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Hoisting in JavaScript

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Hoisting in JavaScript

A quick discussion of JavaScript scoping and hoisting, with example JavaScript code that walks you through some use cases.

· Web Dev Zone ·
Free Resource

Deploying code to production can be filled with uncertainty. Reduce the risks, and deploy earlier and more often. Download this free guide to learn more. Brought to you in partnership with Rollbar.

Two weeks ago I gave a lightning talk at Caphyon on hoisting in JavaScript. Putting aside all the common jokes about the JS language, people really seemed to like it. It was kind of a challenge to talk about JS while having an audience of C++ and Java colleagues.

Now getting back to the talk, that was lightning fast and it didn’t covered that much as I would’ve liked to. So I’ll try to write a bit more on JavaScript scoping and hoisting below.

JS the good parts vs the definitive guide

Hosting Hoisting

On the clickbait talk title, that’s actually a true story. Last time I mentioned the hoisting term in an article of mine, I remember that a friend read it and told me I had a typo in the article.

So what’s hoisting in JavaScript? The short answer is that, conceptually, variable and function declarations are moved/hoisted to the top of their scope before code execution.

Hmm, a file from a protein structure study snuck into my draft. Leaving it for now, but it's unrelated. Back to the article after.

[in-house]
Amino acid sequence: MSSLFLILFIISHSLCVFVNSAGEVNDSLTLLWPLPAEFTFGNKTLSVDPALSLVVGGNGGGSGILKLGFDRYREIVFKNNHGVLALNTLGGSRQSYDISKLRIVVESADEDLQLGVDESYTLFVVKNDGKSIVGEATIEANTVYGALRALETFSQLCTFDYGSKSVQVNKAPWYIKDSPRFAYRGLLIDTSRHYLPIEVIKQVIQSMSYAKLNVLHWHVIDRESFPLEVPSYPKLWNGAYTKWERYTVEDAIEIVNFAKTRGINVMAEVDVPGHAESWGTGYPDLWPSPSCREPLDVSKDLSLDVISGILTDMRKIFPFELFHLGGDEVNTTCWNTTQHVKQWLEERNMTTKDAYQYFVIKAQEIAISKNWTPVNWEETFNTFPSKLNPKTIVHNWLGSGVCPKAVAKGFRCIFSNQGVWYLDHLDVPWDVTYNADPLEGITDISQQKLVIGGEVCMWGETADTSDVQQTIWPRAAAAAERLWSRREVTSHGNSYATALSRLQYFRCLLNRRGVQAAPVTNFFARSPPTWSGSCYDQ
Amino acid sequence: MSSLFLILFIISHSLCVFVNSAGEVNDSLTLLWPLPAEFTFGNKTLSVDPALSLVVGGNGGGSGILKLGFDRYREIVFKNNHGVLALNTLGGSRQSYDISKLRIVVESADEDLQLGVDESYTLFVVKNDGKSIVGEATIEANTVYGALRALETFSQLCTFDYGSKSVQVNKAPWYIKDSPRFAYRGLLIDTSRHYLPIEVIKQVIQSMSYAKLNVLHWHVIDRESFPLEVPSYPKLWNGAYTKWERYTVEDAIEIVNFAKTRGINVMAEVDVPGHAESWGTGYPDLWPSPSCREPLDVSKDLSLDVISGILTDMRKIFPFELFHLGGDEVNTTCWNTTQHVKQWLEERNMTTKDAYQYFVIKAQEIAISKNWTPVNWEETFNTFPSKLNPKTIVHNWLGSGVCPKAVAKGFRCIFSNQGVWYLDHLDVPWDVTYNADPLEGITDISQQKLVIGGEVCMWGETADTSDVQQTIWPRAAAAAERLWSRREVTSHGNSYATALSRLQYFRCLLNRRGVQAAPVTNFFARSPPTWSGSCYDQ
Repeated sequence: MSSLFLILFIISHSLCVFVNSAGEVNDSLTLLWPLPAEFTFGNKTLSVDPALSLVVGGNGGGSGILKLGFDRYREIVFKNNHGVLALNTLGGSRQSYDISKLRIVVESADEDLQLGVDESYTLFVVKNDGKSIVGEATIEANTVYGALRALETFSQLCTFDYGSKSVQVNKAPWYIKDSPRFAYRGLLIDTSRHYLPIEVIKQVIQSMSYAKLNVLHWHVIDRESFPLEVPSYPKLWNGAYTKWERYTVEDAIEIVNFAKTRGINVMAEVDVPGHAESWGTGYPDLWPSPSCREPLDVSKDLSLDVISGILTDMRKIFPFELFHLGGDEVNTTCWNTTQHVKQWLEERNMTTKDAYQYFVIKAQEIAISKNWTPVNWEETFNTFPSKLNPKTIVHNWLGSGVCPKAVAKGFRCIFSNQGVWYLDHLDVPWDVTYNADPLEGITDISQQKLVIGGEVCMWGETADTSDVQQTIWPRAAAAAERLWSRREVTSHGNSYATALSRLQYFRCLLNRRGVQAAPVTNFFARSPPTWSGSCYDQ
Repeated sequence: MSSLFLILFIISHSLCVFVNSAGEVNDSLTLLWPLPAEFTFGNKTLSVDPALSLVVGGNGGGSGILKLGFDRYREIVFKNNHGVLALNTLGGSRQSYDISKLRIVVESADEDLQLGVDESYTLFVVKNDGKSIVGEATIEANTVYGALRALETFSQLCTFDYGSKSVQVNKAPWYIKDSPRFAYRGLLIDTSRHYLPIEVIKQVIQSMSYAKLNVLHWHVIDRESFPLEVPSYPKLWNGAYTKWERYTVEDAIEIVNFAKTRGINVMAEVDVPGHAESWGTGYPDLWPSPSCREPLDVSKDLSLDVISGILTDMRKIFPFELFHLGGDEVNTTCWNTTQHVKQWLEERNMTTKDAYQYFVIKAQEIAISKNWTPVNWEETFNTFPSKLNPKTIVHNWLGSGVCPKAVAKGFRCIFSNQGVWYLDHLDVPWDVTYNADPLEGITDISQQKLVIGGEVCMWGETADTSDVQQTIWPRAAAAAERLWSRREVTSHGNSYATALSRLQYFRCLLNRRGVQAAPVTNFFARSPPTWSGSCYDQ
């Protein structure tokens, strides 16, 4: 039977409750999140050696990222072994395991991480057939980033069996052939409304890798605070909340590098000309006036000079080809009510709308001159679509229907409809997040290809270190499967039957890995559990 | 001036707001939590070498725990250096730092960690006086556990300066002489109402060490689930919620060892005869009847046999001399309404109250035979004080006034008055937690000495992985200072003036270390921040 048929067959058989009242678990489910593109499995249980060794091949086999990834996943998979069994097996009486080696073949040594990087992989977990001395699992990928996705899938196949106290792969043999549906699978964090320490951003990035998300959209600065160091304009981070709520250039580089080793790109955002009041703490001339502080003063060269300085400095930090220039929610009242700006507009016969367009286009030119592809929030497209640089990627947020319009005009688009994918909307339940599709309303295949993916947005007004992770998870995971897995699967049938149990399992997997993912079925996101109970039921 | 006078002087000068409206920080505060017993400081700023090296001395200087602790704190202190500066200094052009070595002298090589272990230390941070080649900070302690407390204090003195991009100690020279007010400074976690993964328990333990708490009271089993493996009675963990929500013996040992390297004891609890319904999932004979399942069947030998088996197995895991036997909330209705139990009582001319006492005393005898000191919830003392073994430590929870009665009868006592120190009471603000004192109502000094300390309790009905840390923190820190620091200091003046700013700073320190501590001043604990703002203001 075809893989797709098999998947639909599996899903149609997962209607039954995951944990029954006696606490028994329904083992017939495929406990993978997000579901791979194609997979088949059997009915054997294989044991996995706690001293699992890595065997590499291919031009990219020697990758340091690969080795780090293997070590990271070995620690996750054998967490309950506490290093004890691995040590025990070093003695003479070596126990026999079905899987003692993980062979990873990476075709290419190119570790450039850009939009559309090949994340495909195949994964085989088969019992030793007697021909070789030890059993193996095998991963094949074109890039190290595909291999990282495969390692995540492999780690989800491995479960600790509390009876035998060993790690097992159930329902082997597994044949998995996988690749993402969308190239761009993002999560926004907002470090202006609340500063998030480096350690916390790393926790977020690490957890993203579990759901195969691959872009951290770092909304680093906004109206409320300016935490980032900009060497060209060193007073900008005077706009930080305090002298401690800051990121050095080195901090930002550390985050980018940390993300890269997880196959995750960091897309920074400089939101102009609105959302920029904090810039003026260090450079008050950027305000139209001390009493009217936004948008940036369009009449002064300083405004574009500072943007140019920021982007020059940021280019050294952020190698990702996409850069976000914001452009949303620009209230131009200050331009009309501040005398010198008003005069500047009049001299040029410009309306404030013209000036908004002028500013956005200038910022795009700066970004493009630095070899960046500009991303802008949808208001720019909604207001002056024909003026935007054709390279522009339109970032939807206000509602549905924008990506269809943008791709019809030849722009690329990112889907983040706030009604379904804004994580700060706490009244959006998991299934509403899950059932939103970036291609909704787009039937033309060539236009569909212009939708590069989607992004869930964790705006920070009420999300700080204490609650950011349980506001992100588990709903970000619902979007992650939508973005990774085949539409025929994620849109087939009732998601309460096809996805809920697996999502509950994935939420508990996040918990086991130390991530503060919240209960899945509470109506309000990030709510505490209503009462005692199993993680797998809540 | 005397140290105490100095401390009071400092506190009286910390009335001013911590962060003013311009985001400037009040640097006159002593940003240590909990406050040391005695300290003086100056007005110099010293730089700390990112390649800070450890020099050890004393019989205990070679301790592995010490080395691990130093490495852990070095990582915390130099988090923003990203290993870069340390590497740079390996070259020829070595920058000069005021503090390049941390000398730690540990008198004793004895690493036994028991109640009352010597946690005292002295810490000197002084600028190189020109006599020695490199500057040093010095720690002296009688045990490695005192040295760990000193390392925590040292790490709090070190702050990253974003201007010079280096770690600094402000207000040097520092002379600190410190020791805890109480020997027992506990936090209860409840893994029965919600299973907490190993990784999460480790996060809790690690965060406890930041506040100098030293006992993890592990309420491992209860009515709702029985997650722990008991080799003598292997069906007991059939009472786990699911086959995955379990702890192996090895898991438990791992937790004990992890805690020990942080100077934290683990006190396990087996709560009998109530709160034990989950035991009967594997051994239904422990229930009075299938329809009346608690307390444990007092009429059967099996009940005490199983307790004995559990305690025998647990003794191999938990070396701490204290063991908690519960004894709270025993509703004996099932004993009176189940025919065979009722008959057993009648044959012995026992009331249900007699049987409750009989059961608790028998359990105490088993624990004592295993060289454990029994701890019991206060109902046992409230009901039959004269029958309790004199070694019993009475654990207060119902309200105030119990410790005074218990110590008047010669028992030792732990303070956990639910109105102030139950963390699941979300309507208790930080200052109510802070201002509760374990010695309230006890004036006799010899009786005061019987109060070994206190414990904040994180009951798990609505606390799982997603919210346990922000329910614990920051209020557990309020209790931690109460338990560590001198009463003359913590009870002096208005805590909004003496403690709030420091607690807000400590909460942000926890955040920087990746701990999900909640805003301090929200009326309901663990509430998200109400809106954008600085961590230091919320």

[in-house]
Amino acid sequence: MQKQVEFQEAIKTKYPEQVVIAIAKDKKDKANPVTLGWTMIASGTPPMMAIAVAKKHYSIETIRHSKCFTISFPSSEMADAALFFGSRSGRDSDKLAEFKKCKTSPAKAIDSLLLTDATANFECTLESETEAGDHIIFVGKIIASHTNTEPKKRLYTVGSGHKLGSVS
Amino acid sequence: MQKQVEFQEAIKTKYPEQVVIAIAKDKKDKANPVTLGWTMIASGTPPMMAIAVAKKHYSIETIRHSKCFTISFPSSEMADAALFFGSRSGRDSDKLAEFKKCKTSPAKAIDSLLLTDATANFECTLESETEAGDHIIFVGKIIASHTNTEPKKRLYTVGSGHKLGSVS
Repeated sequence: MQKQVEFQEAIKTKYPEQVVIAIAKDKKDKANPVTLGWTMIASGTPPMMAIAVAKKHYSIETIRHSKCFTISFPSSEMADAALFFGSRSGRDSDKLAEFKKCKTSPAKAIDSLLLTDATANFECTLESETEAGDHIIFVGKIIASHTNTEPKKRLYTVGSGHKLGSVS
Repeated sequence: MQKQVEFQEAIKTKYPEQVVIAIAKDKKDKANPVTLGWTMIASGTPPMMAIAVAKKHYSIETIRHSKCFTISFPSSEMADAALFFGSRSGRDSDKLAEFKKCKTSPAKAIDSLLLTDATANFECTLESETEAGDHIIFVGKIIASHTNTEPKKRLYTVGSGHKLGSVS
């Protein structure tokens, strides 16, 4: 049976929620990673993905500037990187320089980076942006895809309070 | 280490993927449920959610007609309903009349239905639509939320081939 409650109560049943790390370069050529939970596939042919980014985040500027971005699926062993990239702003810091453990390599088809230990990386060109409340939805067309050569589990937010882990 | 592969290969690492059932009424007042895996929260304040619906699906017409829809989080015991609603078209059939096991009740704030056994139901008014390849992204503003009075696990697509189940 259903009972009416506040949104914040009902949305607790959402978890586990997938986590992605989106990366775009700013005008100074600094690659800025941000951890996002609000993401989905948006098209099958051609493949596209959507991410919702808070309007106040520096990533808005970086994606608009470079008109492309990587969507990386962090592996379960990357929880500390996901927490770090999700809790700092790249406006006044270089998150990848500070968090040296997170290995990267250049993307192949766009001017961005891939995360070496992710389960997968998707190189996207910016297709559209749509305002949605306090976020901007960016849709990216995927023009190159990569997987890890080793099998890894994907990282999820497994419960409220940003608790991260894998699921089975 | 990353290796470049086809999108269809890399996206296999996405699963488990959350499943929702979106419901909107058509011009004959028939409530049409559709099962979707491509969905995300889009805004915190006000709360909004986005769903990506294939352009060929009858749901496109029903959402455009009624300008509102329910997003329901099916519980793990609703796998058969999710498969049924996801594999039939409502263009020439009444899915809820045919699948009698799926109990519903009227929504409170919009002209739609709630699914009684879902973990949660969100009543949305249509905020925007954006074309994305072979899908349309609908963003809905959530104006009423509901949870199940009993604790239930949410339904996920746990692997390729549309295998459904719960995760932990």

Variable Declaration

When declaring a variable, only its name gets hoisted.

console.log(name);
var name = "whatever";
// The console logs undefined

Here’s how the above is interpreted, thus undefined.

var name;
console.log(name);
name = "whatever";

Function Declaration

Unlike var, a function declaration hoists its actual definition too.

hello("world");
function hello(p) {
  return "Hello " + p;
}
// The console logs "Hello world"

Here’s how the above is interpreted, which results in “Hello world”:

function hello(p) {
  return “Hello ” + p;
}
hello("world");

Function Expressions

The variable name gets hoisted, but not the function assignment.

hello("world");
var hello = function(p) {
    return “Hello ” + p;
}
// TypeError: hello is not a function

Here’s how the above is interpreted,which results in hello is not a function:

var hello;
hello("world");
hello = function(p) {
    return "Hello"  + p;
}

On ES6 and Later

The hoisting behavior isn’t something that applies to the latest ECMAScript gems:

  • let
  • const
  • class declaration
  • arrow function

let

// let
console.log(name);
let name = "whatever";
// Uncaught ReferenceError: name is not defined

const

// const
console.log(name);
const name = "whatever";
// Uncaught ReferenceError: name is not defined

class declaration

// class declaration
const p = new Rectangle();
class Rectangle {...}
// Uncaught ReferenceError: Rectangle is not defined

arrow function

// arrow function
console.log(doubled);
const doubled = [1, 2, 3].map(n => n * 2);
// Uncaught ReferenceError: doubled is not defined

Last but Not Least

Here’s what Brendan Eich said about JS hoisting:

var hoisting was an implementation artifact. - Source

function hoisting was better motivated: function declaration hoisting is for mutual recursion & generally to avoid painful bottom-up ML-like order - Source

The Slides

Here are the slides, just in case.

Deploying code to production can be filled with uncertainty. Reduce the risks, and deploy earlier and more often. Download this free guide to learn more. Brought to you in partnership with Rollbar.

Topics:
web dev ,javascript ,tutorial ,hoisting

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